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Kashmiri Pandits flock to booths to vote for safe return to valley, more jobs

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Kashmiri Pandits stand in a queue to cast their vote during the fourth phase of Lok Sabha elections, at Roopnagar in Jammu district, Monday, May 13, 2024

Kashmiri Pandits stand in a queue to cast their vote during the fourth phase of Lok Sabha elections, at Roopnagar in Jammu district, Monday, May 13, 2024

Jagti: Despite a hot weather, Kashmiri Pandits from the Srinagar constituency flocked to special polling stations in Jammu on Monday and voted for the rehabilitation of their community on "social, economic, and political" fronts.

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The community which was forced to flee from the valley in the early 90s under fear of militancy demanded their permanent return and rehabilitation with guarantee of peace and security.

Kashmiri Pandits lined up in long queues amid tight security to cast their ballots in the fourth phase of the Lok Sabha elections.

"I have voted for our permanent return to Kashmir valley in an atmosphere of peace and security. We have been waiting for the past 34 years to live in the valley. We hope this dream of ours will materialise now," Om Prakash, who was carried on a wheelchair from his quarters in the Jagti migrant camp, said.

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Forced to migrate with his family from the Pulwama area at the age of 47, Om Prakash said a return is needed to preserve the ancient civilization of Pandits in the valley. "It is a human issue, not a political issue." Surinder Dhar, who cast his vote along with his wife at the Jagti polling station, said the community votes every time for a return to the valley but there has been no justice yet.

While Joyti Bhat said, "Every time, we vote with the hope of returning to our Kashmiri homes … This time too we voted demanding justice. We want our township in Kashmir." Anurodh Kaul, a first-time voter, expressed concern over the brain drain in the region and demanded restoration of peace in the valley so that youths don't feel the need to escape.

"We voted to urge the government to take such steps promptly so that the community returns and grows back with peace and our civilization is saved. They should also ensure economic and political empowerment and create job opportunities in the valley," Anurodh said.

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Most of the Kashmiri Pandits said they have seen a change for good in the valley, which is seeing less militants and more tourists now.

"We have not received much from this government as a community. But we are happy to see Kashmir changing from the home of terrorism to a paradise for tourism for some time now. We hope that terrorism will be completely eradicated," said Karan Zutshi.

Meanwhile, scores of Kashmiri Pandits were unable to vote due to their names missing from the electoral rolls.

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"I came to the polling station with three members of my family to cast our votes despite such heat. We carried our EPIC (Voter ID) cards too. But we found our names missing from the electoral roll. It is a denial of our right to vote," Veena, a resident of Jagti camp and a migrant from the erstwhile Habbakadal area of Srinagar Lok Sabha constituency, said.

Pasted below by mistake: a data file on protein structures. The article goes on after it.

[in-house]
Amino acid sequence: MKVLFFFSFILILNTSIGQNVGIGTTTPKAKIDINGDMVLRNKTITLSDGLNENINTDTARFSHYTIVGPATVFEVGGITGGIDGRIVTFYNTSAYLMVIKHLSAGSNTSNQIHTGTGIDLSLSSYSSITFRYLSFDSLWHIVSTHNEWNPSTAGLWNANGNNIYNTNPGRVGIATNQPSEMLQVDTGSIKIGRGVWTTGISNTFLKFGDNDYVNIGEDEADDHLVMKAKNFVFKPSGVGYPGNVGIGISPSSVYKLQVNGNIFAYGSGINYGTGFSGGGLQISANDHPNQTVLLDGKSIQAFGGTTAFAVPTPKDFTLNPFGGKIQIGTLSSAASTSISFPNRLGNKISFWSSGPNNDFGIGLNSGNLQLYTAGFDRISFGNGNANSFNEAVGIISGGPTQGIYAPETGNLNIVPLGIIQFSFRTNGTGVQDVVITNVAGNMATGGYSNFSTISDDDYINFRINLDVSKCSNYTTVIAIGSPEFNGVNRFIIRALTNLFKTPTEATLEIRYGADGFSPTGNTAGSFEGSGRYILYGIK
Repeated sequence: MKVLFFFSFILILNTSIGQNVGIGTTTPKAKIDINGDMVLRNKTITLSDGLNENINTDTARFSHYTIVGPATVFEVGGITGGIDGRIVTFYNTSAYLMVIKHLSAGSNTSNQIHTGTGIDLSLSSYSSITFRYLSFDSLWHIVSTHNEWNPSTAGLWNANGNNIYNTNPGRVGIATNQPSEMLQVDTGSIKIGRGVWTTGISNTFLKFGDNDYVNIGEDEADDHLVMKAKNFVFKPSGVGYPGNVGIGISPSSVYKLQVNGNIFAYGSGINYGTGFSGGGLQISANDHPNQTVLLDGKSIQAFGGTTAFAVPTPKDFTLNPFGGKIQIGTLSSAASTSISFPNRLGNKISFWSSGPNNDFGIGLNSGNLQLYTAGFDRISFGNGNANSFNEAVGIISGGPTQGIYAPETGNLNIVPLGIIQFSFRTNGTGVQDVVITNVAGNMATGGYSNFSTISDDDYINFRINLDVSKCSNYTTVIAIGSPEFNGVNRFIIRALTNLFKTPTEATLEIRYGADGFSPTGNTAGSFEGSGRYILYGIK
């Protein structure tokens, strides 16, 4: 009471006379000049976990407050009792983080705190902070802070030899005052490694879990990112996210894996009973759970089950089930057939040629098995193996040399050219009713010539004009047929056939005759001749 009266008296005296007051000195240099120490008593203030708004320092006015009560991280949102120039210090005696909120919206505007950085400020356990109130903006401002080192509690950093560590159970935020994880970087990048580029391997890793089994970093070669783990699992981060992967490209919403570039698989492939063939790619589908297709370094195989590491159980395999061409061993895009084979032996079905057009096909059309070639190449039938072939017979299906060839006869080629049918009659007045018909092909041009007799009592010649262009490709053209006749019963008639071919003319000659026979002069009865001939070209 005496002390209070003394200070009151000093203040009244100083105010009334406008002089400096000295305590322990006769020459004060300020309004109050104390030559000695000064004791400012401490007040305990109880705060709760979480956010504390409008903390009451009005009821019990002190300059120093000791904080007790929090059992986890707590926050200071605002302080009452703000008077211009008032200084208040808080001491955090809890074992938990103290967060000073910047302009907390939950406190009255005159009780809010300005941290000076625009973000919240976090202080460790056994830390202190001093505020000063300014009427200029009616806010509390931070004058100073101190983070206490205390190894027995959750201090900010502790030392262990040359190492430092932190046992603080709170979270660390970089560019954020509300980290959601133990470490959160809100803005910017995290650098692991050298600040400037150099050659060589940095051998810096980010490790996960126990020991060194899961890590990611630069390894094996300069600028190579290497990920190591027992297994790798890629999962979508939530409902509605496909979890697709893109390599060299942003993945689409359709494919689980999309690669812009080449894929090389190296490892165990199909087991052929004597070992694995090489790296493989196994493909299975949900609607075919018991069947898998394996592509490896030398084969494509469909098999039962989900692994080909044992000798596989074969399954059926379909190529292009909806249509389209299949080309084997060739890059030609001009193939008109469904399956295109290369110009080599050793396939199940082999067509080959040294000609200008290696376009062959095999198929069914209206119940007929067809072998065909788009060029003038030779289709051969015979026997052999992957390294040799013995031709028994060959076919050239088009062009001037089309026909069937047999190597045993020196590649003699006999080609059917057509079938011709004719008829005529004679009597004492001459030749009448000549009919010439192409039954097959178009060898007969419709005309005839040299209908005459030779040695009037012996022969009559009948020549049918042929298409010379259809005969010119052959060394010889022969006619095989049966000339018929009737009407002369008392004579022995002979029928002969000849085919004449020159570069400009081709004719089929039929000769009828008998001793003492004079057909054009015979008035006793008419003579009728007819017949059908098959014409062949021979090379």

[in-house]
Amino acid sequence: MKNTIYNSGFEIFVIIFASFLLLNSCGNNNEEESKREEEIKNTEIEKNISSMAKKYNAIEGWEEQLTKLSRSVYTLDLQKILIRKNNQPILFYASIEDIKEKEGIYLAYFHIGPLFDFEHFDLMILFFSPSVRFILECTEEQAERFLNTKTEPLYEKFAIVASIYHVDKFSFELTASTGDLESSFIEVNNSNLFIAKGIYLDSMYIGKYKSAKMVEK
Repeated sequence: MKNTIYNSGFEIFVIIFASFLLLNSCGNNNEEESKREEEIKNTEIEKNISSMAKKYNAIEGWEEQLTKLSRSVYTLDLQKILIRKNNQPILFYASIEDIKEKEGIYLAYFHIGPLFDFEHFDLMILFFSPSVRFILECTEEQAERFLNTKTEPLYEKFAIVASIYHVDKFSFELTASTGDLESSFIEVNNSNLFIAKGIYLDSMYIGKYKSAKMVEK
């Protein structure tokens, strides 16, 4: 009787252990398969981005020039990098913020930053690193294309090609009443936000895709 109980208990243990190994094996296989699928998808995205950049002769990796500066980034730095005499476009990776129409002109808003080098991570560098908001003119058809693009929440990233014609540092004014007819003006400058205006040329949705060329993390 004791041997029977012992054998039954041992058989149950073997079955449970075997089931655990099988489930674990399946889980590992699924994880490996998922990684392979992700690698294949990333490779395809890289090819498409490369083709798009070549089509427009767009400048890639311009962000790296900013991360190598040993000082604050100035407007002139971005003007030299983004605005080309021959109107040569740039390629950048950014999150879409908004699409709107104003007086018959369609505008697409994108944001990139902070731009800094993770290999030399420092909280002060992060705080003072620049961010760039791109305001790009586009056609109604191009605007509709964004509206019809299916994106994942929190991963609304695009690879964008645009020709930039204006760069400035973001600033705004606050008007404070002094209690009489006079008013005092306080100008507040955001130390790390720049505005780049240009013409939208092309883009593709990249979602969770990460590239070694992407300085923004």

She said what's the use of the voter ID card if that is not enough.

"They (EPIC) should be cancelled by ECI. The government wants us to vote but at the same time has a process that denies us the right to exercise our franchise." Avinash Raina and four of his family members, who hail from erstwhile Budgam area of Srinagar LS seat, also had to return without exercising their franchise.

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"We came here to vote. We don't figure in the voting list. What do we do now? Nobody is here to listen to us and resolve the issue," he said.

Kuldeep Kumar and scores of electors from his colony too had to return without voting from a special polling station set up at the Agriculture office in Talab Tillo.

"We found here that over 20 people were barred from voting as their names were absent from the voter list. Despite having EPIC cards, they were denied voting. There should be a probe into it," he said.

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As many as 52,100 Kashmiri migrants are registered as voters from the Srinagar Lok Sabha constituency and there are 24 candidates in the fray.

Of the total voters, 25,760 are male and 26,340 are female, Assistant Electoral Returning Officer (AERO), Migrants, Dr Riaz Ahmed said.

Of the 26 polling stations set up for the migrants, 21 are in Jammu, four in Delhi, and one in Udhampur.

"We have set up 21 polling stations in Jammu. In view of the increase in voters, we have set up some more auxiliary polling stations. For the Srinagar constituency, we have increased them to 23 polling stations," Ahmed said.

Polling is underway in the fourth phase of the Lok Sabha election in Kashmir's Srinagar constituency on Monday, with nearly 17.48 lakh voters eligible to exercise their franchise to decide the fate of 24 candidates, officials said.

Voting began at 7 am at all 2,135 polling stations across the constituency, they said.

Srinagar is witnessing a multi-cornered contest with the National Conference fielding influential Shia leader Aga Ruhullah Mehdi and PDP its youth unit president Waheed Para, besides candidates from Apni Party, DPAP, and 20 others, including two women, in the fray.

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